Gorosito, brought on for Clausen for Argentina, looked lively, like he had done in a previous cameo, and he had an opportunity six minutes from time, when his shot from Balbo’s header back into his direction was saved low to his right by Fernández. A minute later Balbo came perilously close to scoring after another fine Alfaro Moreno run down the left saw Fernández fail to cut the cross out, and on the back stick Balbo headed wide. The second half atmosphere had been much improved around the stands, which had been filling up well in time for the next kick-off. Argentina third, Paraguay fourth after a largely forgettable tie.
The tournament had been building up for its crescendo, and despite the fact that this was part of a final series, and not a ‘final’ as such, it was still the end match which would decide who would be awarded the title. The script could hardly have been better. Brazil were looking to end their 40 year continental title drought. Uruguay were reigning champions. 39 years earlier, to the very day, in the same stadium, the Uruguayans had triumphed in the World Cup, beating a Brazil side which had been looking an irresistable force until then: It had ended 2-1 to Uruguay in the final game of the final series, an identical set-up to today. Could the Celeste do it once again?
Both teams lined up with their strongest elevens, but as this was their seventh fixture in just over two weeks, it was inevitable that they were both beginning to feel a level of fatigue. They both had set patterns of play, and both obviously knew plenty about the opposition prior to kick-off. Brazil were in their, by now, familiar 3-5-2 shape, with the two wide men pushing forward at will, while Uruguay’s 4-3-3 was identically recogniseable.
The first half turned out to be a proper stalemate. Both teams were bent on nullifying the threat from the opposition, and creative forces were typically stopped in their track through the means of a foul. There were a good few of them during the opening 45 minutes, and Uruguay were the team which had committed the highest number, with both Ostolaza and Sosa earning bookings. Branco saw yellow for a push on Herrera. In a more modern era, he would’ve walked for raising his hand into the face of an opponent.
There were few opportunities; for Uruguay there were none. Valdo masterminded the Brazilian play in the first 15-20 minutes, and looked very inspired. Romário had an effort on goal seven minutes in, as he collected a cross from Valdo out on the left after the midfield schemer had darted past Herrera. The toe-poke with the ace striker’s left foot was a comfortable save for Zeoli, who had likewise dealt with a Bebeto free-kick a minute earlier. He saw a Bebeto free-kick, again, just wide on 27 mins, while Valdo had had an effort a yard wide to the right from the left outside the area two minutes earlier. Furthermore, Zeoli comfortably held a daisy-cutter from Mazinho on 32 mins, and then dived to his right to hold on to Branco’s 35 yard free-kick ten minutes later.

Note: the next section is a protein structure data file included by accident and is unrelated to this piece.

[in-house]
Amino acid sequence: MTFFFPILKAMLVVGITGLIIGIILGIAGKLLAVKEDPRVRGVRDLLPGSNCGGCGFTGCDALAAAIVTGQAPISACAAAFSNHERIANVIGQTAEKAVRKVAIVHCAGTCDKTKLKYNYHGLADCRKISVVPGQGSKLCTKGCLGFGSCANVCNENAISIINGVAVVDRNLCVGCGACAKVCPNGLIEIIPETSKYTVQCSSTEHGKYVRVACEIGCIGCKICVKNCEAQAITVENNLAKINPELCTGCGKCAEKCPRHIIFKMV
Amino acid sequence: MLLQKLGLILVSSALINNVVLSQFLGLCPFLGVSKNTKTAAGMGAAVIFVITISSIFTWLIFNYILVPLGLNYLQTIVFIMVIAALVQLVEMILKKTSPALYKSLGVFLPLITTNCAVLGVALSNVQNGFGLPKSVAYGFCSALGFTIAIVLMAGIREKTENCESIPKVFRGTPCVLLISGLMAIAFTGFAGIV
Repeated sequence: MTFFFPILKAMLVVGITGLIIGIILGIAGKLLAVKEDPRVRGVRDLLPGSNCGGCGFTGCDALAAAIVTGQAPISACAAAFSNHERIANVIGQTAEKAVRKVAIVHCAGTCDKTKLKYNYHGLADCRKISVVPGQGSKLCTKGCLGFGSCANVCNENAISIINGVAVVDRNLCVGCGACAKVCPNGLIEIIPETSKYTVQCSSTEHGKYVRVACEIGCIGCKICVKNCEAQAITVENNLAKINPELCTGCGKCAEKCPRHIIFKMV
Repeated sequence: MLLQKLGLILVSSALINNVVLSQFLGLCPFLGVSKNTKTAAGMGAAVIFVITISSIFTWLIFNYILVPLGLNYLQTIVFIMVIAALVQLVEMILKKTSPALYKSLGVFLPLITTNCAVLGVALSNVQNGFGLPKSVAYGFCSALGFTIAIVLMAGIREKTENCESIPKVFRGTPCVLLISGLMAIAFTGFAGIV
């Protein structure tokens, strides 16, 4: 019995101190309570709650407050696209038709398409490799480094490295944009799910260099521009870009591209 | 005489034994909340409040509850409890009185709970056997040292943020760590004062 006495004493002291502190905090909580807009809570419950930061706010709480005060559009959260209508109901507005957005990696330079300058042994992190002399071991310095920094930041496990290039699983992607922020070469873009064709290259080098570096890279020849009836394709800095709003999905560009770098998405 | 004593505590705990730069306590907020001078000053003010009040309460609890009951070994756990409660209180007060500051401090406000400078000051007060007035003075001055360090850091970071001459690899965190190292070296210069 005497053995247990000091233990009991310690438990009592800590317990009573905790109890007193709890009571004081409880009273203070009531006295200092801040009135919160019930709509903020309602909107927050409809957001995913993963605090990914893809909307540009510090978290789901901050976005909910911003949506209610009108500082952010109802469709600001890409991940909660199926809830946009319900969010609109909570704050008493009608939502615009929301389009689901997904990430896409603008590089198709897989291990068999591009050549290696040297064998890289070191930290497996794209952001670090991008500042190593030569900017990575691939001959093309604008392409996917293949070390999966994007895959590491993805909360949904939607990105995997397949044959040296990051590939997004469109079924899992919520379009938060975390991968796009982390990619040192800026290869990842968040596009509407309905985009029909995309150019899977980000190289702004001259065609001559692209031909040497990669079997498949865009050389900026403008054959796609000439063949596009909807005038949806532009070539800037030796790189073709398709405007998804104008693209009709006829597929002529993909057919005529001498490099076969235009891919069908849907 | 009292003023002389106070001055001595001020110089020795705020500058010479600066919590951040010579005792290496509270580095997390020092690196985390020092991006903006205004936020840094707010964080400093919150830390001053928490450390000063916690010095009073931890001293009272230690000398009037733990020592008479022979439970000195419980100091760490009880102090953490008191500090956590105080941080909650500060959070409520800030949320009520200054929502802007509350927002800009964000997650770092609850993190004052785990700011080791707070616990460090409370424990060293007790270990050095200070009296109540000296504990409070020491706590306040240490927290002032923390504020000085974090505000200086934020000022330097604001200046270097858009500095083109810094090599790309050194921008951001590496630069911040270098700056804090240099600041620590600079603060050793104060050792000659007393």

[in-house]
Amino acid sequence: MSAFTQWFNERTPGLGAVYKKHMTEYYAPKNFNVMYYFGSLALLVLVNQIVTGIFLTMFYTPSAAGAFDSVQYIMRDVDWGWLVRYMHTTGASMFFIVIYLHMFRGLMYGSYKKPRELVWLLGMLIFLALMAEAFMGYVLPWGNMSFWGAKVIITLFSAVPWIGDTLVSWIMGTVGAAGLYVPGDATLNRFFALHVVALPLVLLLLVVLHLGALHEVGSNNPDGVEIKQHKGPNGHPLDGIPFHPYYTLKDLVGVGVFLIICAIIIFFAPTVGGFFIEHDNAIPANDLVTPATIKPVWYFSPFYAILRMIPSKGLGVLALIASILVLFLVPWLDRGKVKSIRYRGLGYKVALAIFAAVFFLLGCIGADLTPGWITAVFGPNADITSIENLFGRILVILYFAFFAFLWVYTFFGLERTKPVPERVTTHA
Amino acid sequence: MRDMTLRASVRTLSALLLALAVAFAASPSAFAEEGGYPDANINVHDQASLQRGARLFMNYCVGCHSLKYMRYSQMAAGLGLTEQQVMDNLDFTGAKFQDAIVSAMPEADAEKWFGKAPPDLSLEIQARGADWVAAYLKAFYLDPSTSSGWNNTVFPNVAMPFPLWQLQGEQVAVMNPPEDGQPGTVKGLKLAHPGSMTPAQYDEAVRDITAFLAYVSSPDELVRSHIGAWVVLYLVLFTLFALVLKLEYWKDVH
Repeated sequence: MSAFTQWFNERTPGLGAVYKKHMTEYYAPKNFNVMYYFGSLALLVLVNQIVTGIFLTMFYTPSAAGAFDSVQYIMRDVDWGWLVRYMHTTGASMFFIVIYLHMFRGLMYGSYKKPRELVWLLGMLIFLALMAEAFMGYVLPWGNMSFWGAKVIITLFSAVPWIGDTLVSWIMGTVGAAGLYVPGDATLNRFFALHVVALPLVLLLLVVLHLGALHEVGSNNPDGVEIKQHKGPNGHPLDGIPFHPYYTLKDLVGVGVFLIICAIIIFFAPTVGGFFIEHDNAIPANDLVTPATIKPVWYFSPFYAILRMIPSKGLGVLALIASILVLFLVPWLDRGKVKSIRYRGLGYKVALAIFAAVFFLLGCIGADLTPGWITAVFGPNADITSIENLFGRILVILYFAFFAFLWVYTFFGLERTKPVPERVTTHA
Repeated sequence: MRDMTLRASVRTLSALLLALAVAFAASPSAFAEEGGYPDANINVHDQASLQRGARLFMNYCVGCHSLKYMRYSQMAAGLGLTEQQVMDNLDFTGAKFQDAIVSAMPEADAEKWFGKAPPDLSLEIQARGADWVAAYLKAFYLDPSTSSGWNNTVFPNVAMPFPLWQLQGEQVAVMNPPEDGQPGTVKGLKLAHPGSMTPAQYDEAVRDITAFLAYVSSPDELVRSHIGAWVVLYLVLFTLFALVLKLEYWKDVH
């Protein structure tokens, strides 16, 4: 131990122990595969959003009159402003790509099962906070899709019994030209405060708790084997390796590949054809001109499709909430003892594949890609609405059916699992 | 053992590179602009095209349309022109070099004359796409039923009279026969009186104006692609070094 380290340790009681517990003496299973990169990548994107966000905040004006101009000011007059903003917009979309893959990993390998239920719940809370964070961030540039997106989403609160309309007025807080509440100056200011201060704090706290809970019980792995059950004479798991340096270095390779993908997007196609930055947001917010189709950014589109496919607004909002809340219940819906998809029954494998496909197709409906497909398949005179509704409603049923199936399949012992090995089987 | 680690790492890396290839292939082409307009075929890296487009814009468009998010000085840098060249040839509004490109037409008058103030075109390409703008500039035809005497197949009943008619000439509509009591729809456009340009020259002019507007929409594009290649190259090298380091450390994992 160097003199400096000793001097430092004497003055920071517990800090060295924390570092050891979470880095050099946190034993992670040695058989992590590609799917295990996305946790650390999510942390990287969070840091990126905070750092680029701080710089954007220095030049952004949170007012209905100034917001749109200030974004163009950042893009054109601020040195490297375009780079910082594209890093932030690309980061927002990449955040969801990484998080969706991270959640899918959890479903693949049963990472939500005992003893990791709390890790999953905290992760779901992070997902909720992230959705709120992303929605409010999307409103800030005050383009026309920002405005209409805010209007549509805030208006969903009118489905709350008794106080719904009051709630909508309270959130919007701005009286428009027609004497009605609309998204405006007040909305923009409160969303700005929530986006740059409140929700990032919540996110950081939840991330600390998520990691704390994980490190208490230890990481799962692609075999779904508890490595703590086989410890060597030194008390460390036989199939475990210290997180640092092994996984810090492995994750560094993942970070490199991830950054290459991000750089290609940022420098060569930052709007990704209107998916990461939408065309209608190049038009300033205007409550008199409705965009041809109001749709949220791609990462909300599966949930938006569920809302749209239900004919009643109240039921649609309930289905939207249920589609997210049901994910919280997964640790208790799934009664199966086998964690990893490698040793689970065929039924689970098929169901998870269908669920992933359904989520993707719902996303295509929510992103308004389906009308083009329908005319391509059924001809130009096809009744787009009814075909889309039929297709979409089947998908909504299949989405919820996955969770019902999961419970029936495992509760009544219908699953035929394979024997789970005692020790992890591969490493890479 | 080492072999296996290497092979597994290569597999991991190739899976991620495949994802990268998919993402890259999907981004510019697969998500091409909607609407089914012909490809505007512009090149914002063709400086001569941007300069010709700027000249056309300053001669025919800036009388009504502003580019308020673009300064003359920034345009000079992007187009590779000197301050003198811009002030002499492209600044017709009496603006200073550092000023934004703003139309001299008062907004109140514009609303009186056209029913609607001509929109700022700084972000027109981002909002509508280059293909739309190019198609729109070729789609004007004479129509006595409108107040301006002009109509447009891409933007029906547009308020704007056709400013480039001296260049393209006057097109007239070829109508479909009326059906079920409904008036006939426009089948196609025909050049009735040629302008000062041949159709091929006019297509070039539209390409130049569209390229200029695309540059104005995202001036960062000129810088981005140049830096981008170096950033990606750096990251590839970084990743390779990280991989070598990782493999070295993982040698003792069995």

Brazil were looking neat and tidy in midfield, and had the majority of the first half possession. Uruguay sat tight and disciplined, and Perdomo/Ostolaza were good in breaking up play. Gutiérrez and de León looked to control Romário and Bebeto, and there were few initiatives along the right from Mazinho this time around. Uruguay were looking to make use of Alzamendi’s pace on the break, while Sosa moved from right to left. Neither Paz nor Francescoli managed to dictate much in terms of attacking play for the visitors, though 0-0 at half-time was alright.
No changes in personnel for either side during the half-time break, and upon resumption, it took Brazil just over four minutes to get the all-important opening goal. Their right hand side, which had so often proved to be a thorn in the opponents’ side, saw Silas and Mazinho combine for the latter to cross towards the near post, where Romário had run himself free from his opponent, and he arrived ahead of Zeoli to flick the ball into the back of the net. 1-0 Brazil.
Uruguay gradually came out from their shell, as they needed to, the longer the half progressed. They conceded another opportunity to Romário when approaching the hour mark, as the little forward rose above the usually towering de León from an excellent Branco cross, though his header this time went straight at Zeoli. Down the other end, a right wing Paz corner was flicked goalwards by Sosa on the near post, though Taffarel was never duly worried, and held comfortably.
Both teams were looking quite jaded as the game approached its final stage, and Uruguay never really managed to put sufficient pressure on the hosts, with several of their players visibly exhausted. Paz was one, and he was replaced by da Silva, while Ostolaza, another very tired performer, came off for Correa. This meant a central midfield two, with Perdomo, who would be fortunate to see the game out after he had put his studs into Mazinho’s knee whilst already on a yellow, and Correa, while Francescoli sat just behind the front three. Disappointingly, they could never threaten the Brazilians’ goal, and they grew increasingly frustrated as the hosts were beginning to play for time with every passing minute.
Brazil saw a couple of late changes, with Mazinho, who had taken that whack to his knee, coming off for Josimar, while Alemão’s introduction for the tiring Silas made plenty of sense in order to reinforce their midfield. They repelled with ease the Uruguayans’ attempts at playing it through the middle, and their central defensive trio didn’t hesitate in booting it long when the situation demanded.
There was never quite the same temperature nor intensity in this tie as for example the Uruguay v Argentina fixture had brought, though it was hardly a surprise given the ardeous schedule of the tournament. Brazil saw the additional minute out without much bother, and could finally chase the ghosts of the 1950 World Cup away. They had done it. They had gained sweet revenge on the Uruguayans.